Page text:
Will Hiring an Attorney Break the Bank?



It shouldn’t come as a surprise that legal services are generally costlier than not. When shopping for the right attorney, it’s best to know not only how much they charge, but also the breakdown of the exact fees involved. Ask as many questions about cost as you can; how well an attorney responds to these inquiries often displays how seriously they take their client service. It all boils down to how much you’re willing to spend to get a court to rule in your favor. So before you go dropping your entire life savings, read over our quick and easy attorney expert guide (and maybe consider starting a legal fund).

Let’s get familiar with some ways attorneys may charge:

  • Hourly
  • Flat Fee
  • Retainer
  • Contingency Fee

What do these mean? Let’s take a look at the breakdown of each.

Hourly: The most common arrangement are hourly rates. This means the attorney is paid for each and every hour that is spent working on your case. Pretty self-explanatory. But keep in mind that the hourly rate depends on the location the office is in, the attorney’s experience, and operating expenses. For example, attorneys in smaller rural areas may charge somewhere around $100-$200 an hour for their service, while larger metropolitan area attorneys may charge $200-$400.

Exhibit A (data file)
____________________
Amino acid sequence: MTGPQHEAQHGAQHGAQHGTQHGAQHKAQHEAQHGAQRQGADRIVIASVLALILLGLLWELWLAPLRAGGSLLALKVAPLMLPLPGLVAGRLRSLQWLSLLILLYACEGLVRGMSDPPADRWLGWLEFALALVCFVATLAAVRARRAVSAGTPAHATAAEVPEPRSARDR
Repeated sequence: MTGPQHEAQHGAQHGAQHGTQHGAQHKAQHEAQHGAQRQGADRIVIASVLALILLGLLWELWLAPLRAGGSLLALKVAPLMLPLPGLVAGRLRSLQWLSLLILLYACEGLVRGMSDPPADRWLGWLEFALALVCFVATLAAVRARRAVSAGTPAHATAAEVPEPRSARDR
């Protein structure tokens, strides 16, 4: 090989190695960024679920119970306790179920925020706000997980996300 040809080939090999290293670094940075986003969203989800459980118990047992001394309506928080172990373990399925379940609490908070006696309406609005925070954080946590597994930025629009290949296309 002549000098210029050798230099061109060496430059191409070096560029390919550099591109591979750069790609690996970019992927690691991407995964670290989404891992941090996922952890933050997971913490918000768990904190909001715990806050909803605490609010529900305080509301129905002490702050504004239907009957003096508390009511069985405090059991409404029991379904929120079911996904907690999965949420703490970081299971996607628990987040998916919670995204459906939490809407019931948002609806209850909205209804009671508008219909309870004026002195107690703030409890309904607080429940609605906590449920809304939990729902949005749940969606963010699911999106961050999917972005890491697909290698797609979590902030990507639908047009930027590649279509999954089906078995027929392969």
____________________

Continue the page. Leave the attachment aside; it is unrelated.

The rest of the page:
Flat Fee: Flat fee rates occur when a lawyer knows a case is going to be, to put it plainly, short, sweet, and to the point. For example, uncontested divorces, wills, and bankruptcy filings all fall under simple and precise cases where flat fee rates would apply. Just make sure you check into what the flat rate will and will not cover; filing fees may be charged separately.

Retainer: Think of a retainer as a legal finance holding tank for your money, which is deducted by the attorney as the cost of services are carried out. In laymen’s terms, it’s almost like a prepayment. Periodic billing statements are available over the course of the case, which you should view regularly to stay on top of what fees you’re actually paying out.

Contingency Fee: This type of fee is designed in such a way that the client pays nothing up-front, but the attorney receives a percentage (typically one-third) of the settlement at the closure of the case. Contingency fees are most common in automobile accident lawsuits, debt collection cases, medical malpractice claims, and other personal injury cases.

While hiring an attorney may seem daunting, it doesn’t have to be. As long as you do your research thoroughly before beginning the process, you’ll be golden. Also, remember that legal funding companies are always available to help out when you just can’t seem to stretch that dollar any further. It may be worth it to check into getting assistance so you have the tools to win your case.

Written by: Kristy Kravitsky